The basic configuration files, the kernel configuration file, the startup files, and the /etc/inetd.conf or /etc/xinetd.conf file are necessary for installing the TCP/IP software on a Unix system. The kernel comes configured to run TCP/IP on most systems. Some systems, such as Solaris, are designed to eliminate kernel configuration. Others, such as Linux, encourage it as a way to produce a more efficient kernel. In either case, a network administrator needs to be aware of the kernel configuration commands required for TCP/IP so that they are not accidentally removed from the kernel when it is rebuilt.
Network services are either started at boot time from a startup script or are started on demand using xinetd or inetd. BSD systems have a few startup scripts that are run in sequence for every boot. System V Unix runs a different set of startup scripts for each runlevel. Runlevels are used to start the system in different modes, e.g., single user mode or multi-user mode. Both Solaris and Linux use the System V startup scheme.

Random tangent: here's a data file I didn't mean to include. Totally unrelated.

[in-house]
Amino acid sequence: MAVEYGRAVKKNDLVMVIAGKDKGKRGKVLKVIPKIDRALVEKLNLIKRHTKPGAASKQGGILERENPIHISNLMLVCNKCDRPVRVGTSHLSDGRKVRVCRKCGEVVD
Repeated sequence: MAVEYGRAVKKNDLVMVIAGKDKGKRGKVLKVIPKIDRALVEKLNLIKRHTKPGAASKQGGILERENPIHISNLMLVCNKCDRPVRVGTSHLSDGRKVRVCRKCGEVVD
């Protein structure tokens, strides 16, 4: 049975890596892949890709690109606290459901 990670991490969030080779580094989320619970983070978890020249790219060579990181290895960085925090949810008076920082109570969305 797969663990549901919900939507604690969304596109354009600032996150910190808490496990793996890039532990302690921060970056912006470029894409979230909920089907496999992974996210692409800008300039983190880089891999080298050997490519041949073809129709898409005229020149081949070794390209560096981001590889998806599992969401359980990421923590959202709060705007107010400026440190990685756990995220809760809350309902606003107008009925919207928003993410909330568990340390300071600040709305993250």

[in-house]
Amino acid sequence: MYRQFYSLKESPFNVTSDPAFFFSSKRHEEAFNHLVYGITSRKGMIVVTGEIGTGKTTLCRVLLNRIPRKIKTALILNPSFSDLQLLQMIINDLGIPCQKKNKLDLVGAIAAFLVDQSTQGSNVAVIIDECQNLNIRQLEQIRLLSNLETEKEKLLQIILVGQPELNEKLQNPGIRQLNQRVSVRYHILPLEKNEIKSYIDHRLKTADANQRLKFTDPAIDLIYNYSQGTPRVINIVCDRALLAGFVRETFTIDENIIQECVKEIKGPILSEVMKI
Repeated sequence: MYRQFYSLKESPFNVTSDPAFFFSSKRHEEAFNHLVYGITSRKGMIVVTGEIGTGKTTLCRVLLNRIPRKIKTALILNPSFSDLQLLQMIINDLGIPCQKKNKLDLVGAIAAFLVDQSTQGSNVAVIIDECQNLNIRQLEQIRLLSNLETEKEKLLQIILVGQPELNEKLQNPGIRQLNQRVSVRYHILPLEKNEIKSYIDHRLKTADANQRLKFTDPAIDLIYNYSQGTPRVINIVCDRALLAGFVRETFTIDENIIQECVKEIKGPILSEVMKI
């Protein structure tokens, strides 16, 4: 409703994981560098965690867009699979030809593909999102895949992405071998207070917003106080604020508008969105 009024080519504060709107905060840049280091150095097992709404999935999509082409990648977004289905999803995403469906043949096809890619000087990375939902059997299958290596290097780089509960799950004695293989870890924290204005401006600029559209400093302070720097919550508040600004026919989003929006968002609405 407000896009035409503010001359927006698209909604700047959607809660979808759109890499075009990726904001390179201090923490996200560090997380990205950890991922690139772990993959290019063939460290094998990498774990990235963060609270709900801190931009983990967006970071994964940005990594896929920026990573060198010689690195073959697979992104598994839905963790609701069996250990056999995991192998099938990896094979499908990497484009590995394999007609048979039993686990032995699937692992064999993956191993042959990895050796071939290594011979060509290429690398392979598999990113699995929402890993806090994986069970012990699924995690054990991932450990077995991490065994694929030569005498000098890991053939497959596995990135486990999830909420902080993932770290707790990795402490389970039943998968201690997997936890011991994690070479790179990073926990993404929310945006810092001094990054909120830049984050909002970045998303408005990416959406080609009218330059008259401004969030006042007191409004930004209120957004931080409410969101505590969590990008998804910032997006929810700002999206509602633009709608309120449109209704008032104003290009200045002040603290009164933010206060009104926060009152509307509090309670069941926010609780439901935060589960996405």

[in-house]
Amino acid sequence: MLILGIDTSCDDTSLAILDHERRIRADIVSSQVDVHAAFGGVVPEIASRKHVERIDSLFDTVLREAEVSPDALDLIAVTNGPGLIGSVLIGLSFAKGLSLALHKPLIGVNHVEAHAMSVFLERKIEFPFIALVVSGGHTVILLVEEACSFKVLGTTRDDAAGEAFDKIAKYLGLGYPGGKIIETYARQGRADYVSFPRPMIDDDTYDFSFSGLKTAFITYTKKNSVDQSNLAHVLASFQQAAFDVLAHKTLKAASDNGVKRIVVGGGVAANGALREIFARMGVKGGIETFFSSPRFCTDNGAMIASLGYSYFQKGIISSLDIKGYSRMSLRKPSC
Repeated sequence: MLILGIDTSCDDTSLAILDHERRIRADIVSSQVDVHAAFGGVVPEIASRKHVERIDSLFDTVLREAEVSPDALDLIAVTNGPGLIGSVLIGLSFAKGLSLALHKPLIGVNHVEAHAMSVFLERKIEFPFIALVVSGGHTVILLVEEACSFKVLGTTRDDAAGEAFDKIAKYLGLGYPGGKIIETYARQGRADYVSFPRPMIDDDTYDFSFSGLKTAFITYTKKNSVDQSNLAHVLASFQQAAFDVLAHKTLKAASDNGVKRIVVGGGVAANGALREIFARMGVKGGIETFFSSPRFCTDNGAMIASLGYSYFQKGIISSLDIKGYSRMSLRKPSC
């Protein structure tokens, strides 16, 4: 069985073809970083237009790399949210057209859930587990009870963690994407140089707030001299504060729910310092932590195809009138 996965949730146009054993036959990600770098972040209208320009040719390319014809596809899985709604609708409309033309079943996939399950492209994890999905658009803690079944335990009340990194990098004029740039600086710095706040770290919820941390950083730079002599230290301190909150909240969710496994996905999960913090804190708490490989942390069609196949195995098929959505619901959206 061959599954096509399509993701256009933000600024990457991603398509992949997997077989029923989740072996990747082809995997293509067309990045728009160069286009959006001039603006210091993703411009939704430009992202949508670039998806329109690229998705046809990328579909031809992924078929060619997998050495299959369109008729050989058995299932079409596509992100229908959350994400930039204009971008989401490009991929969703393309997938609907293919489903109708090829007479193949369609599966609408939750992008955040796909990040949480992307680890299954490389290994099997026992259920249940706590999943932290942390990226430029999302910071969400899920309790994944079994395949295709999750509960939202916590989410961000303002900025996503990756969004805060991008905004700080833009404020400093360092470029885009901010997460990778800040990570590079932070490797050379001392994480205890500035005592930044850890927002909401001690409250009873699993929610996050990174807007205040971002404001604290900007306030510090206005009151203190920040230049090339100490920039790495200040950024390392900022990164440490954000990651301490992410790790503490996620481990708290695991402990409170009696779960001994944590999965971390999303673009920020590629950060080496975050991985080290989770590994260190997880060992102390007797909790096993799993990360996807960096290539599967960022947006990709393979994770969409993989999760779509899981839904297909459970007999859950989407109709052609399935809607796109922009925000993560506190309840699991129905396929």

inetd and xinetd start essential network services. Most Unix systems use inetd, although some, such as Red Hat Linux, use xinetd. Reconfigure inetd or xinetd to add new services and to improve security. Security can be improved by removing unneeded services or by adding access control. Chapter 12 provides additional information on how inetd and xinetd are used to improve system security.
The kernel configuration defines the network interface. In the next chapter we configure it, calling upon the planning we did in Chapter 4.